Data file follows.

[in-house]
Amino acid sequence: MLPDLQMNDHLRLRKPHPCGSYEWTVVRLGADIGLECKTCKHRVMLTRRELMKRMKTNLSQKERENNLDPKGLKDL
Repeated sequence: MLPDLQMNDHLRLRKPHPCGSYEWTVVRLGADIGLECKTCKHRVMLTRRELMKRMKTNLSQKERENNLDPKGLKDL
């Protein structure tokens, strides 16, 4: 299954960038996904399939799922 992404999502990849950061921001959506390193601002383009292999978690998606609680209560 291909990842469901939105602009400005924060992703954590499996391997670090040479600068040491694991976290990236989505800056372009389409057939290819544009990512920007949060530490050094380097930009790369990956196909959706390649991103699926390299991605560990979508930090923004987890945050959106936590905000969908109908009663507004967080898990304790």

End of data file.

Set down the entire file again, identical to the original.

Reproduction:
[in-house]
Amino acid sequence: MLPDLQMNDHLRLRKPHPCGSYEWTVVRLGADIGLECKTCKHRVMLTRRELMKRMKTNLSQKERENNLDPKGLKDL
Repeated sequence: MLPDLQMNDHLRLRKPHPCGSYEWTVVRLGADIGLECKTCKHRVMLTRRELMKRMKTNLSQKERENNLDPKGLKDL
């Protein structure tokens, strides 16, 4: 299954960038996904399939799922 992404999502990849950061921001959506390193601002383009292999978690998606609680209560 291909990842469901939105602009400005924060992703954590499996391997670090040479600068040491694991976290990236989505800056372009389409057939290819544009990512920007949060530490050094380097930009790369990956196909959706390649991103699926390299991605560990979508930090923004987890945050959106936590905000969908109908009663507004967080898990304790």